Understanding the Design Principles of Circadian Oscillators

Karthik Raman, Department of Biotechnology, Bhupat and Jyoti Mehta School of Biosciences, Indian Institute of Technology Madras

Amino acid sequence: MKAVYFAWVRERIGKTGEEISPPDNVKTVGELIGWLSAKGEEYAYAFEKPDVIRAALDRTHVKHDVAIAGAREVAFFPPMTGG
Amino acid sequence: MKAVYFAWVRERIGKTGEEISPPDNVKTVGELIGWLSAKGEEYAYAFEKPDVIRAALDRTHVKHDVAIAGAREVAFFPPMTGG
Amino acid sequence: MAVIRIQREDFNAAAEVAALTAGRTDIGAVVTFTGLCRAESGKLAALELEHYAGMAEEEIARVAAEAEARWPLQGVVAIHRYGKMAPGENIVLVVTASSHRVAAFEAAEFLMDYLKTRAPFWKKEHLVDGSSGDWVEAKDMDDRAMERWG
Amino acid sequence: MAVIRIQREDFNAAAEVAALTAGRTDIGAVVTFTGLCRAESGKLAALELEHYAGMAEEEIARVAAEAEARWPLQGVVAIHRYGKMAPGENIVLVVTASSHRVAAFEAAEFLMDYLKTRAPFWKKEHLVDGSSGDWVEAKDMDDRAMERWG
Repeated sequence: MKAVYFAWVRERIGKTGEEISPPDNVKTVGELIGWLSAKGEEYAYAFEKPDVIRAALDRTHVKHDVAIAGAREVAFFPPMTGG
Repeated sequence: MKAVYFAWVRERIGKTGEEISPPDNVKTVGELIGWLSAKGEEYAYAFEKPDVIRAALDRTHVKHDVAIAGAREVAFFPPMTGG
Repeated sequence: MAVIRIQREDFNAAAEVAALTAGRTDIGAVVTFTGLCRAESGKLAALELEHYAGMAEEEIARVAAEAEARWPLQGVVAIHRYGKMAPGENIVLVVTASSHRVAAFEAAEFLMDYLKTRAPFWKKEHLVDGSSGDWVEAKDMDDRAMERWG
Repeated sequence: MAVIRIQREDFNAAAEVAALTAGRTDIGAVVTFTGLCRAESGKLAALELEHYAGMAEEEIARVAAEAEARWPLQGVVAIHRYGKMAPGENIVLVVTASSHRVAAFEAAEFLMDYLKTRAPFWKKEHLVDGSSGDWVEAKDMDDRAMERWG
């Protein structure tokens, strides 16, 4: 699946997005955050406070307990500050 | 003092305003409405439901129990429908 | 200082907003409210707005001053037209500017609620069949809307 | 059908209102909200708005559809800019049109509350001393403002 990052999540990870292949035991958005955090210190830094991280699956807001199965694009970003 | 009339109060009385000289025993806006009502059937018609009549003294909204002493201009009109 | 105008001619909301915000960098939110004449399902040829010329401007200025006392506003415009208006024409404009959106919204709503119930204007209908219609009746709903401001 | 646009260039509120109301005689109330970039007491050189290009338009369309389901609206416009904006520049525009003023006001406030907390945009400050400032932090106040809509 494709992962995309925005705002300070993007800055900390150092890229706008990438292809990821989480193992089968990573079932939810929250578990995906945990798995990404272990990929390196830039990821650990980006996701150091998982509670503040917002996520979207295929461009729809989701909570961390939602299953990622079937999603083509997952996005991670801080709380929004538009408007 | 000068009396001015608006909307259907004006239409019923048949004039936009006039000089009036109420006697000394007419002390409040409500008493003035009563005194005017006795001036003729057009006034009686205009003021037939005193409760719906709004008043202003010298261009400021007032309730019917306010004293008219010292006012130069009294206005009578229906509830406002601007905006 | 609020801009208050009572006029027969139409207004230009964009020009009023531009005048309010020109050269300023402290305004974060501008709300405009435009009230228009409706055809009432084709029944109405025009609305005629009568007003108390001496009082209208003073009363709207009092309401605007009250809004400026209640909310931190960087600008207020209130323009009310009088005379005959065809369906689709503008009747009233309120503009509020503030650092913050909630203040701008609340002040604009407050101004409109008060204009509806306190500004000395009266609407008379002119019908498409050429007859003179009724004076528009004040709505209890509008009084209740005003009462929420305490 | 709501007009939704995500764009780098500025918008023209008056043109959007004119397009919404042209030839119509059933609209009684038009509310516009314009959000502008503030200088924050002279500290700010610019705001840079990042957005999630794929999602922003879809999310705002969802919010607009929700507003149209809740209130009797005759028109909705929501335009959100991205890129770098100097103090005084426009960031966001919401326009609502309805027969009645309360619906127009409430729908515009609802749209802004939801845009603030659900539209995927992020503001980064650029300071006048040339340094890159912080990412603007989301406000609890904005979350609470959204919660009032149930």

Circadian rhythms are ubiquitous and are widely observed in plants, animals, fungi and cyanobacteria. They are believed to control many processes of varying scales, right from cell regeneration to sleeping and feeding patterns of animals. Although there are many different network architectures that can produce circadian oscillations, it is interesting to know if there are any common design principles underlying all these oscillators. Further, how does performance vary between these different architectures? A similar study for identifying networks undergoing perfect adaptation was done by Ma et al (2009; Cell. 138, 760–773). In a similar vein, we here carry out a thorough unbiased search of all the topologies of 2-node and 3-node networks to determine the minimum requirements needed to achieve circadian behaviour and also the key topological and dynamic features of these networks. The search space of topologies and parameters grows exponentially due to combinatorial explosion, leading to a computationally challenging problem. However, these searches are independent and hence are easily parallelisable, particularly across Graphics Processing Units (GPUs), which are capable of efficiently running highly parallel programs and outperform CPUs in terms of raw computing power. We hence decided to parallelize our search using the GPU; our parallelized simulations of the 2-node network and 3-node networks on the GPU and obtained speed-ups of up to 150x. We determined the topologies that showed circadian oscillations and also evaluated the key topological and parametric constraints needed to sustain these oscillations. We will also illustrate the robustness of the favourable topologies.